The circadian rhythm is a cycle that helps animals and humans maintain energy levels, get well-deserved rest, and keep us generally healthy. Many animals also depend on this cycle. If you’ve ever tried sleeping with bright lights in your bedroom at night, you know that light pollution impacts your sleep cycle.

Wildlife, such as bobcats, cougars and even moths, rely on darkness to survive. The sphinx moth is one of the few nocturnal pollinators that live in the Massacre Rim Dark Sanctuary. Other animals that rely on darkness include owls and greater sage grouse, a species about to be listed on the Endangered Species Act.

One of the main reasons for the annual Dark Sky Festival is to bring astrotourism to the area, which can provide an economic boost to the small community of Cedarville. A small ranching community at the foot of the Warner Mountains is where people go to get away. He’s considered one of the last holdouts in the west, something local business owner Janet Irene is adamant about upholding.

A portrait of Janet Irene, owner of Country Hearth and longtime resident of Cedarville, California, created August 19, 2022. – image: Richard Bednarski

“The most exciting thing for me was realizing that not everyone knows what to see,” explained Janet Irene. She has lived in the valley for over 50 years and has been running the Country Hearth for almost 40 years. Its restaurant is where the community gathers for coffee and, in a typically rural way, is often the place to catch up on new community happenings.

“I think it’s good to see people open their eyes to what’s available and what’s really up there,” Irene said. She has been part of the Black Sky Festival since it started. In 2019, its rose garden hosted a handful of telescopes. Since then, she has seen a positive impact on the community.

This year, his garden hosted a night sky painting class and a science fair where the BLM had more than a dozen night sky posters and other nocturnal activities.

The Country Hearth in Cedarville, California is a gathering place for many locals and home to one of the best maple bars in the west, pictured on Saturday August 19, 2022. – image: Richard Bednarski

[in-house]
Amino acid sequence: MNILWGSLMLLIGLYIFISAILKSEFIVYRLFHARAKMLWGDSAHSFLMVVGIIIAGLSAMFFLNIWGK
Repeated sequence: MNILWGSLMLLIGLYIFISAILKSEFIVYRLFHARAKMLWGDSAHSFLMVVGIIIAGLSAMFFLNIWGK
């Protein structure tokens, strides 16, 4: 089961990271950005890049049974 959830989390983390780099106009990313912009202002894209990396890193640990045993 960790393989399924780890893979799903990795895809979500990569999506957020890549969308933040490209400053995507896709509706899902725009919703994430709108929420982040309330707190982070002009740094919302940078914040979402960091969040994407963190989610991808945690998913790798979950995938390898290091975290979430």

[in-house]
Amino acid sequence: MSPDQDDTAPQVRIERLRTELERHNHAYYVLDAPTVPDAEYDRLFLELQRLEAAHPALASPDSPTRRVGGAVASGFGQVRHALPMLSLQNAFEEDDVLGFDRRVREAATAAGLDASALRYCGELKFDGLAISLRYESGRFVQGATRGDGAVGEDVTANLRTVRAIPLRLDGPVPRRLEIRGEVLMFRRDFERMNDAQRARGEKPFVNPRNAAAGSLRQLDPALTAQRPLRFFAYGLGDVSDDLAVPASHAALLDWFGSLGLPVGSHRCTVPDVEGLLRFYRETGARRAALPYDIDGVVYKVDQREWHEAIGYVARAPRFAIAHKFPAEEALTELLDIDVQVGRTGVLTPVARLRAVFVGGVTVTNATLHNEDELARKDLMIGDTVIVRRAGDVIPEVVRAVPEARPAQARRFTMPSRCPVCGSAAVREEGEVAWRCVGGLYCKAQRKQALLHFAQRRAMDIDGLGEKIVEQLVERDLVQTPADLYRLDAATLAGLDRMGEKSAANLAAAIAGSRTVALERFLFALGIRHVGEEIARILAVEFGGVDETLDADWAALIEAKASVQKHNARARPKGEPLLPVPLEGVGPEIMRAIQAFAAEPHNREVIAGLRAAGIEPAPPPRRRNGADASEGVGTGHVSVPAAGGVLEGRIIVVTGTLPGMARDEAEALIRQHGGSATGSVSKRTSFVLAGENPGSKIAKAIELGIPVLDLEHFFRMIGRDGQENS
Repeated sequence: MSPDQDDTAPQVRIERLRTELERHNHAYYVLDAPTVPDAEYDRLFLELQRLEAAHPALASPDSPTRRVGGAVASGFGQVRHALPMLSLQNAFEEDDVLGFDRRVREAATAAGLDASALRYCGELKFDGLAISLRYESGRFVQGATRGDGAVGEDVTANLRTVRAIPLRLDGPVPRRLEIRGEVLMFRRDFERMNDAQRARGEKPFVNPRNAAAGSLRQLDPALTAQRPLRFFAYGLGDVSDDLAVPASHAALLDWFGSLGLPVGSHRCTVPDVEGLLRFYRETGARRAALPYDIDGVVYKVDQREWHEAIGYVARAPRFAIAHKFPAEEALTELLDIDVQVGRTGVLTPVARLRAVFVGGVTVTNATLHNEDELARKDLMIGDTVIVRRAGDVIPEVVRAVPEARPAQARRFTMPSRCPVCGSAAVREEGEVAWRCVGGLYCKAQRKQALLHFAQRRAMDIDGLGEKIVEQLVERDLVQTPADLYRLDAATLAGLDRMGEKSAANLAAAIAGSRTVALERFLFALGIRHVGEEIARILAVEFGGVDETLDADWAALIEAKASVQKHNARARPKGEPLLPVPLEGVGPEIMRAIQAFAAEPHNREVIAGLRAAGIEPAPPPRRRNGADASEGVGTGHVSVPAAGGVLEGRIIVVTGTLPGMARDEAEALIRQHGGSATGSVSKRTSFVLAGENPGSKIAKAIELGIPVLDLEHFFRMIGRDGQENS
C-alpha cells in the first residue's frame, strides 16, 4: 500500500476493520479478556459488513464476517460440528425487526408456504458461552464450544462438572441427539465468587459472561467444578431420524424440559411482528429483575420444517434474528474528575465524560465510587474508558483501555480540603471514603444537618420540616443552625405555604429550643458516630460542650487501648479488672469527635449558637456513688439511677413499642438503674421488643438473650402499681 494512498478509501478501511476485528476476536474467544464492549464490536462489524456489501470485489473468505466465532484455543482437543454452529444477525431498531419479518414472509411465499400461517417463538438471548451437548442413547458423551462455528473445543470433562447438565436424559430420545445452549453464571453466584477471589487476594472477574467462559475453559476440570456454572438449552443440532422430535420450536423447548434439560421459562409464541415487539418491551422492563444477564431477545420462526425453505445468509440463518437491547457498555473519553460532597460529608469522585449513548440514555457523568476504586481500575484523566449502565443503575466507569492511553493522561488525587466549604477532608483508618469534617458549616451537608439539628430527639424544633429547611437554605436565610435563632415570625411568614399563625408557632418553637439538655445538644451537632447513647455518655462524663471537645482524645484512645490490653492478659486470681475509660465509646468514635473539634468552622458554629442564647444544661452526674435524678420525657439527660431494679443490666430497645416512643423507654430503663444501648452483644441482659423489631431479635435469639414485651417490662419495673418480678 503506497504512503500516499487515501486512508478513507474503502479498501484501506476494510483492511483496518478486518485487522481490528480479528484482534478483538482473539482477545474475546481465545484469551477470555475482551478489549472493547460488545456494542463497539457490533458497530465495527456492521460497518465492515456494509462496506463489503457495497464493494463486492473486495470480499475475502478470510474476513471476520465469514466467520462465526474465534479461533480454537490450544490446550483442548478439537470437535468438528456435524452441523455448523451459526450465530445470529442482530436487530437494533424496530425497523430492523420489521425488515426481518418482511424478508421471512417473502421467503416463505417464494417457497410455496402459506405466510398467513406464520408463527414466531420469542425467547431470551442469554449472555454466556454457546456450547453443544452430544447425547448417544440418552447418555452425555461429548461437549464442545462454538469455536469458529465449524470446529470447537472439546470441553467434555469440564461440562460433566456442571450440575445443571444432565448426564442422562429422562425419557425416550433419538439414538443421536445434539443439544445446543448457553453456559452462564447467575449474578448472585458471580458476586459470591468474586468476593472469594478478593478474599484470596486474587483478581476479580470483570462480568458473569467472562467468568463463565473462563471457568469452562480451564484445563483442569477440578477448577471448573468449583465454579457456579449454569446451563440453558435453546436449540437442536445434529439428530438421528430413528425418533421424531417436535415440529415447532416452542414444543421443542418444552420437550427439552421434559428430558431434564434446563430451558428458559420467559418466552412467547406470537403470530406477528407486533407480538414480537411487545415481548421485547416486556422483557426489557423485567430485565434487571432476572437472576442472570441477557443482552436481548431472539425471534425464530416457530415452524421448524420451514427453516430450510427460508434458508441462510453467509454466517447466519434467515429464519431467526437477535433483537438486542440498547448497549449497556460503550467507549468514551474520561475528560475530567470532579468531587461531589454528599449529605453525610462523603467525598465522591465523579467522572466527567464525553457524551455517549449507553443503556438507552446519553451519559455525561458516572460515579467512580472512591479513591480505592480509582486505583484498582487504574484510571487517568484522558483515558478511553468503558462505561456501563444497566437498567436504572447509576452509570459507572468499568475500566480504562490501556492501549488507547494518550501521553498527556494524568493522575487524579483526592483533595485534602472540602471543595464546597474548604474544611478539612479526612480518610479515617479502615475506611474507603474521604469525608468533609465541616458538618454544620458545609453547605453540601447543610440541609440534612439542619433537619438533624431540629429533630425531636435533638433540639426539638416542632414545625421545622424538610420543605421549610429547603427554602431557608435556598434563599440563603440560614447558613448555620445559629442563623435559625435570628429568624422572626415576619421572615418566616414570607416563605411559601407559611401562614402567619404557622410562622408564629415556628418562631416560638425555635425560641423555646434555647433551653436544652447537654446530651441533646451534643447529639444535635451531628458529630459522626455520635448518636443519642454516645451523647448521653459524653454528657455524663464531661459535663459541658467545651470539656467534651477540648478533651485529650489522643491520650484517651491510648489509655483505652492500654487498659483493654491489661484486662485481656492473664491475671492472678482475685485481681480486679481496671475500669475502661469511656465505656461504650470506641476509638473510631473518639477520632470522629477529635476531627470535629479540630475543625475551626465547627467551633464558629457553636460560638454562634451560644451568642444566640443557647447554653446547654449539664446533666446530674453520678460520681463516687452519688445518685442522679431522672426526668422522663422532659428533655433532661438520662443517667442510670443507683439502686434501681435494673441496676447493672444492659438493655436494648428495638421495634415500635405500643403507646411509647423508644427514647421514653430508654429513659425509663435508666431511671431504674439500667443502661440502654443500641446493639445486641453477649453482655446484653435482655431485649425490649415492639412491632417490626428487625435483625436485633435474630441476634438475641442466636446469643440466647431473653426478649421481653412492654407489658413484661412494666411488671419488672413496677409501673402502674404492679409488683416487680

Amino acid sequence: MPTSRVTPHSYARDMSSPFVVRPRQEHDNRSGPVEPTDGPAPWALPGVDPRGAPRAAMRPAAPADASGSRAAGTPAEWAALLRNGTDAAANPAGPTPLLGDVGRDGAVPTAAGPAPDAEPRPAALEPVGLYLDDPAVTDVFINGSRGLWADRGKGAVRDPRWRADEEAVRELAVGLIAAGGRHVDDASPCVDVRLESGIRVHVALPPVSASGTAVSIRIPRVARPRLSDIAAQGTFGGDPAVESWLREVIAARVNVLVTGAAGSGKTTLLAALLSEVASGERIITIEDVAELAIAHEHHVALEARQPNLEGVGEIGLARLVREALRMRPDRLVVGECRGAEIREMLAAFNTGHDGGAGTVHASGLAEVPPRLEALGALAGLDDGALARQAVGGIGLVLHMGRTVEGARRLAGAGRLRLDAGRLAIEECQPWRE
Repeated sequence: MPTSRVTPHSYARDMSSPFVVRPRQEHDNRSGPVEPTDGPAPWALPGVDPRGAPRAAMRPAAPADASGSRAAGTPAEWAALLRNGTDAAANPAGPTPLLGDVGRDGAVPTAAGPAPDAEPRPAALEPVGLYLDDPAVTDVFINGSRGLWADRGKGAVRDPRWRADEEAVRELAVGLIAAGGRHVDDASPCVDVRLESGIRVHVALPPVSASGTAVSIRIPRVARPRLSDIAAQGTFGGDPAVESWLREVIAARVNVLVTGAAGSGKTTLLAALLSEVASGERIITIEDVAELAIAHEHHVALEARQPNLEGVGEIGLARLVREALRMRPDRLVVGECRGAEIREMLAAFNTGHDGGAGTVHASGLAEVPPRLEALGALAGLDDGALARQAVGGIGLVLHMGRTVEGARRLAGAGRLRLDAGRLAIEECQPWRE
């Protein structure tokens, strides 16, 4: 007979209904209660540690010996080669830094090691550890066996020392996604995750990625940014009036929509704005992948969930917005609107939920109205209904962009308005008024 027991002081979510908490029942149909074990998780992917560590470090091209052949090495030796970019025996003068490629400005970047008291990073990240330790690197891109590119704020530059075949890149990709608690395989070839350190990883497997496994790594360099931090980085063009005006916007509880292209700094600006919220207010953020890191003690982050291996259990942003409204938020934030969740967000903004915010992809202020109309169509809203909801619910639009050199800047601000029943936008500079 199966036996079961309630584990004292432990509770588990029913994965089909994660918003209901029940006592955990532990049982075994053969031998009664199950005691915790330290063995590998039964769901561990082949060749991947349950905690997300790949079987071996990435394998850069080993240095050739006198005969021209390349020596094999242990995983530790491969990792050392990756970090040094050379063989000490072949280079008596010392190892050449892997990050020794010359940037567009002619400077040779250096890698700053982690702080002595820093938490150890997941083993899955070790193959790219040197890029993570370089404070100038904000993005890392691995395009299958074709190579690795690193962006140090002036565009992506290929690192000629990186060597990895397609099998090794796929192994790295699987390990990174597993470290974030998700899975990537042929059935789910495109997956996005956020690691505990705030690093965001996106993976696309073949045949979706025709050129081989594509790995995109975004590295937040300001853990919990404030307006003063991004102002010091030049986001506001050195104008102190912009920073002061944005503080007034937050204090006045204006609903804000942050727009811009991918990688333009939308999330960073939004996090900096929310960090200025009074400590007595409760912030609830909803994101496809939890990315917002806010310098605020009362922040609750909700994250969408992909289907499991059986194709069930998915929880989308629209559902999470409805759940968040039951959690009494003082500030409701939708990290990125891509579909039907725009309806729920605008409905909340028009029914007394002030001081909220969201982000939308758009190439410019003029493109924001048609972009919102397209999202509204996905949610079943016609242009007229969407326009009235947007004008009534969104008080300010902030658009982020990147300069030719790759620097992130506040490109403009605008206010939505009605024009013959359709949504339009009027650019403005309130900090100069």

The Black Sky Party has had to deal with the pandemic and the smoke from the wildfires. Although still in its infancy, it seems to be making progress as an annual event. “It was the second year that I started to realize that it had a huge impact on our valley,” said Irene. She thinks this year attracted at least twice as many people as previous years. During the science fair, his staff struggled to keep up with the influx of people looking for a cup of coffee, some of his famous donuts or a hearty plate of cookies and gravy.

“It was good to have people come and just [hear] little comments they make,” Irene said. She remembers a local girl looking through a telescope for the first time and the wonder in her eyes at an event the year before.

“She had seen a science book in my gift shop on the solar system, and she came to ask if she could buy it. And I said, you can have it,” Irene explained. She told of a family from Alturas, who are just across the mountains to the west, having never been to Cedarville or understood how dark the night sky is in the area.

The interior of Country Hearth is unique, inviting and warm, as photographed on Saturday August 19, 2022. – image: Richard Bednarski

“I just want to say how much I appreciate the government…the role they play and making it work because we could never do it alone,” Irene said. “People will be calling me for months to tell me what their experiences have been here.”